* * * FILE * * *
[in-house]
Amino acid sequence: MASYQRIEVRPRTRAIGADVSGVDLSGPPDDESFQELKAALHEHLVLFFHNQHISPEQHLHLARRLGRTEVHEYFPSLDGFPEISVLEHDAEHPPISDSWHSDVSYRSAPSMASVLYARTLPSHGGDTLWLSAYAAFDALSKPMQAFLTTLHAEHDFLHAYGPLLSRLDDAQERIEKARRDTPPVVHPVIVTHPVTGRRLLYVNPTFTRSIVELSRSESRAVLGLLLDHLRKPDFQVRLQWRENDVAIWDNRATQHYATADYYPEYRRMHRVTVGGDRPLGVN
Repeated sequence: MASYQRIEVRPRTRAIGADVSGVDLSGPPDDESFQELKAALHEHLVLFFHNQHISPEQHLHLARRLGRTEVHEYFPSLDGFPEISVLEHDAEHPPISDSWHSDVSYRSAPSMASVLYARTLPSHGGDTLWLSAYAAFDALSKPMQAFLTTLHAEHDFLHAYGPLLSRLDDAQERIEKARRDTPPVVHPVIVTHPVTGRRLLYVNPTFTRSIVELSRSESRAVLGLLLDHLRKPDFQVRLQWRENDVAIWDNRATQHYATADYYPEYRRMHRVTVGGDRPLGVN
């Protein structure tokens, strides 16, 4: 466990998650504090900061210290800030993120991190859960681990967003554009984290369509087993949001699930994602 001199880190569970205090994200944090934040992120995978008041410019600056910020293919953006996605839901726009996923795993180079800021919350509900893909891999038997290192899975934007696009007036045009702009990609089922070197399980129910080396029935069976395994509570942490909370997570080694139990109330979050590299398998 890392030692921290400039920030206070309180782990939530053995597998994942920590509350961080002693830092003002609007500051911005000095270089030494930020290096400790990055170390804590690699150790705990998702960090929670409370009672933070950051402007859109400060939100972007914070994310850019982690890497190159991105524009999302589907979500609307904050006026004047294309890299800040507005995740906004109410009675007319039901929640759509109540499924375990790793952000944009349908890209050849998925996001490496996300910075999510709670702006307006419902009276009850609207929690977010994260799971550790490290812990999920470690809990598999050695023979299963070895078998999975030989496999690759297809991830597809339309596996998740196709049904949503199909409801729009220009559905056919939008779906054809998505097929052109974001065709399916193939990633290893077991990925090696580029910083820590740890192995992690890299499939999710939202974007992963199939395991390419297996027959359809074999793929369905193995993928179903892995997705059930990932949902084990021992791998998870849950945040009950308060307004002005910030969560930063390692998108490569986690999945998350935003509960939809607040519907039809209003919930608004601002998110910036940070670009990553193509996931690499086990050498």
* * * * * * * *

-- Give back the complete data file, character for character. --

[in-house]
Amino acid sequence: MASYQRIEVRPRTRAIGADVSGVDLSGPPDDESFQELKAALHEHLVLFFHNQHISPEQHLHLARRLGRTEVHEYFPSLDGFPEISVLEHDAEHPPISDSWHSDVSYRSAPSMASVLYARTLPSHGGDTLWLSAYAAFDALSKPMQAFLTTLHAEHDFLHAYGPLLSRLDDAQERIEKARRDTPPVVHPVIVTHPVTGRRLLYVNPTFTRSIVELSRSESRAVLGLLLDHLRKPDFQVRLQWRENDVAIWDNRATQHYATADYYPEYRRMHRVTVGGDRPLGVN
Repeated sequence: MASYQRIEVRPRTRAIGADVSGVDLSGPPDDESFQELKAALHEHLVLFFHNQHISPEQHLHLARRLGRTEVHEYFPSLDGFPEISVLEHDAEHPPISDSWHSDVSYRSAPSMASVLYARTLPSHGGDTLWLSAYAAFDALSKPMQAFLTTLHAEHDFLHAYGPLLSRLDDAQERIEKARRDTPPVVHPVIVTHPVTGRRLLYVNPTFTRSIVELSRSESRAVLGLLLDHLRKPDFQVRLQWRENDVAIWDNRATQHYATADYYPEYRRMHRVTVGGDRPLGVN
């Protein structure tokens, strides 16, 4: 466990998650504090900061210290800030993120991190859960681990967003554009984290369509087993949001699930994602 001199880190569970205090994200944090934040992120995978008041410019600056910020293919953006996605839901726009996923795993180079800021919350509900893909891999038997290192899975934007696009007036045009702009990609089922070197399980129910080396029935069976395994509570942490909370997570080694139990109330979050590299398998 890392030692921290400039920030206070309180782990939530053995597998994942920590509350961080002693830092003002609007500051911005000095270089030494930020290096400790990055170390804590690699150790705990998702960090929670409370009672933070950051402007859109400060939100972007914070994310850019982690890497190159991105524009999302589907979500609307904050006026004047294309890299800040507005995740906004109410009675007319039901929640759509109540499924375990790793952000944009349908890209050849998925996001490496996300910075999510709670702006307006419902009276009850609207929690977010994260799971550790490290812990999920470690809990598999050695023979299963070895078998999975030989496999690759297809991830597809339309596996998740196709049904949503199909409801729009220009559905056919939008779906054809998505097929052109974001065709399916193939990633290893077991990925090696580029910083820590740890192995992690890299499939999710939202974007992963199939395991390419297996027959359809074999793929369905193995993928179903892995997705059930990932949902084990021992791998998870849950945040009950308060307004002005910030969560930063390692998108490569986690999945998350935003509960939809607040519907039809209003919930608004601002998110910036940070670009990553193509996931690499086990050498």